Thursday, November 4, 2010

Late Nights on Air

In Canada, CBC is one of those inescapable cultural touch-points. Whether you grew up listening to CBC radio and watching CBC television or not (and I'm not sure how you could have avoided it consistently), the logo and the broadcast style are distinctive. CBC radio is practically omnipresent, and even in small rural towns without radio stations of their own, CBC pipes in to give the news of the day. For the characters in Elizabeth Hay's Giller-winning novel Late Nights on Air, radio is what draws them together. Or rather, a radio station - not explicitly CBC - in Yellowknife, in the 1970s.

Radio is a relatively solitary endeavour for Harry Boyd, who left the "south" and the world of TV to return to the poetry of that is nighttime radio. Sitting at home one evening, Harry hears a voice on the radio and falls in love with it. When he meets Dido Paris, he falls in love all over again. Harry and Dido, along with Gwen Symon, Eleanor Dew make up to the core of a small cast of characters that also includes Ralph and Eddy.

Late Nights on Air is a novel about relationships and the way friendships shift and take on new forms when people spend long dark winters indoors, and days working together at a cramped radio station. Yellowknife, as portrayed by Hay, is a community of out-of-towners. None of the main characters are from there, but they all flourish in their own ways before moving on or moving up.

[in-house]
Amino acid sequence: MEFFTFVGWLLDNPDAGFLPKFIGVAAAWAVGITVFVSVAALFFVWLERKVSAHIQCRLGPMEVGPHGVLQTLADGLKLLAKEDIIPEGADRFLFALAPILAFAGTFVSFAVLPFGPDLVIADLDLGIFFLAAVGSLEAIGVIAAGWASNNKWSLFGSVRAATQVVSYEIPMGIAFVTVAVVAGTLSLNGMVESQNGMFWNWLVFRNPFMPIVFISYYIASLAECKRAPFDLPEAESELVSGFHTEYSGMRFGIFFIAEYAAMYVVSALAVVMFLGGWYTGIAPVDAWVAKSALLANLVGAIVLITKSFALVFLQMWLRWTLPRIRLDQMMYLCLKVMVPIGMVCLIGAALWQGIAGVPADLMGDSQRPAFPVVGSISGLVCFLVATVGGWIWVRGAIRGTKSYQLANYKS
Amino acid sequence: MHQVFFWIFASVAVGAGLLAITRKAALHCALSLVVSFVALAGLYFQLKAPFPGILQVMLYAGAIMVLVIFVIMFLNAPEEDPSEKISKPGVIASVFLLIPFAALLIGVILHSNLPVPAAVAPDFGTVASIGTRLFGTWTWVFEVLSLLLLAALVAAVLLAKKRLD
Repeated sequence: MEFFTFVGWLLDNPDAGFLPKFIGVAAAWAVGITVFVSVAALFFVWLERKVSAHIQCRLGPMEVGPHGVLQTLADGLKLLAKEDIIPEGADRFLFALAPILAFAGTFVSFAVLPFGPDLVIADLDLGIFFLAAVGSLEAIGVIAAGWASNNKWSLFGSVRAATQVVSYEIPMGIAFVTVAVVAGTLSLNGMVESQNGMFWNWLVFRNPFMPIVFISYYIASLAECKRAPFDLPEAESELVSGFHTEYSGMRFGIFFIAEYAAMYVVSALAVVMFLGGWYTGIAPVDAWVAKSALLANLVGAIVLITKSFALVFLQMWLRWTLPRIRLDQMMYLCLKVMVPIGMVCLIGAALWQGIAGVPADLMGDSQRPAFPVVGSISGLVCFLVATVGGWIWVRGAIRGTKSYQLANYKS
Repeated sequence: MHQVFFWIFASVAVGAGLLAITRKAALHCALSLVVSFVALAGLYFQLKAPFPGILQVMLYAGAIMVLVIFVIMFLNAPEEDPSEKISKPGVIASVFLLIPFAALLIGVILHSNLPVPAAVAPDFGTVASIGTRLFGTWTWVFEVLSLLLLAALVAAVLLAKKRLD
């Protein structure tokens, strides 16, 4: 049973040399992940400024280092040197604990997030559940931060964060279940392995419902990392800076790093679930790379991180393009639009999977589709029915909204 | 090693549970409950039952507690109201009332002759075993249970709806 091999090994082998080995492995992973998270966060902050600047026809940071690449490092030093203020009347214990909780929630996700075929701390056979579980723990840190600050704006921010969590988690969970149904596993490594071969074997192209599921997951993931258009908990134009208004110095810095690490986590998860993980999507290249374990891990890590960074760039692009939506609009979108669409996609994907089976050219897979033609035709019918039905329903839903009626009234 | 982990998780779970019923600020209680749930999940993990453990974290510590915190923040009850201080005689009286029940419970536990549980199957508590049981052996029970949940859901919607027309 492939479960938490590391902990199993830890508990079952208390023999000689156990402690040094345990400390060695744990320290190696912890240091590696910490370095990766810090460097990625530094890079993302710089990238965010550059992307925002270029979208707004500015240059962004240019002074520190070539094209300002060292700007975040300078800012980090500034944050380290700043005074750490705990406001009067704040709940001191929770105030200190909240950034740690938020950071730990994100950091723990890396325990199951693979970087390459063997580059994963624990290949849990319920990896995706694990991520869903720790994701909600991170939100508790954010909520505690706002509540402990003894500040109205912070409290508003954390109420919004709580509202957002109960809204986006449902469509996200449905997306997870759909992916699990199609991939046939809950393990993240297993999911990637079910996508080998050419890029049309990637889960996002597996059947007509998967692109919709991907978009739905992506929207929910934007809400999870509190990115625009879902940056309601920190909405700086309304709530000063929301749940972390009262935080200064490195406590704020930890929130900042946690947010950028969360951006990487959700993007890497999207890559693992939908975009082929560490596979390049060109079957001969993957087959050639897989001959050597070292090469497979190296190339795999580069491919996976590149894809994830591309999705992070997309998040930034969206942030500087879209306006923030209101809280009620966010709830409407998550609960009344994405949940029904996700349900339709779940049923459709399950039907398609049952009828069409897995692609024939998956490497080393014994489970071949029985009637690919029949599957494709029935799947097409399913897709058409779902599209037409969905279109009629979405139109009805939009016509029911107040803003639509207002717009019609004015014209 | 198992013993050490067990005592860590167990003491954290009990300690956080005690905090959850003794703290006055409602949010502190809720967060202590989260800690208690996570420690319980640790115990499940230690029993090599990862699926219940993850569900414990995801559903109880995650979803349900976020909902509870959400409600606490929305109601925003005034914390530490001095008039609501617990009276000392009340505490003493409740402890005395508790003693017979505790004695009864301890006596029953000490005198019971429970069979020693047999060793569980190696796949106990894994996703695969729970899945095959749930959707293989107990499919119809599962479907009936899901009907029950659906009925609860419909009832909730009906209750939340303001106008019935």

Although I love the scenes set in the radio booths and cozy living rooms, by far the best section of the novel is when Harry, Gwen, Eleanor and Ralph set out on a canoe trip north, following the path of long-lost English explorer John Hornby. Hay's descriptions of the changing Northern landscape are mesmerizing, and dispell any stereotype of the North as a cold or dead place. The canoe trip is filled with beautiful moments - glimpses of dawn and wildlife sightings - but Hay knows how to keep a story from becoming a fairy tale, and in one swoop turns an idyllic setting into a place of grief.

Late Nights on Air is a novel about solitude and how people move through relationships. It isn't a sad book, but it is a reflective one. Hay forces her characters into spaces they may not have otherwise occupied, and asks them to deal with emotions that most real people would run from. Each character is distinct, but marked by their interactions with others; the friendships in Late Nights on Air are real and deep because they don't twist the participants. Rather, like the pairs who canoed up Hornby's route, the friendships Hay describes are about working in tandem while remaining individual - one radio show moves into another, but the lines don't become blurred.

Late Nights on Air
by Elizabeth Hay
First published in 2007 (cover image shown from McClelland & Steward edition)

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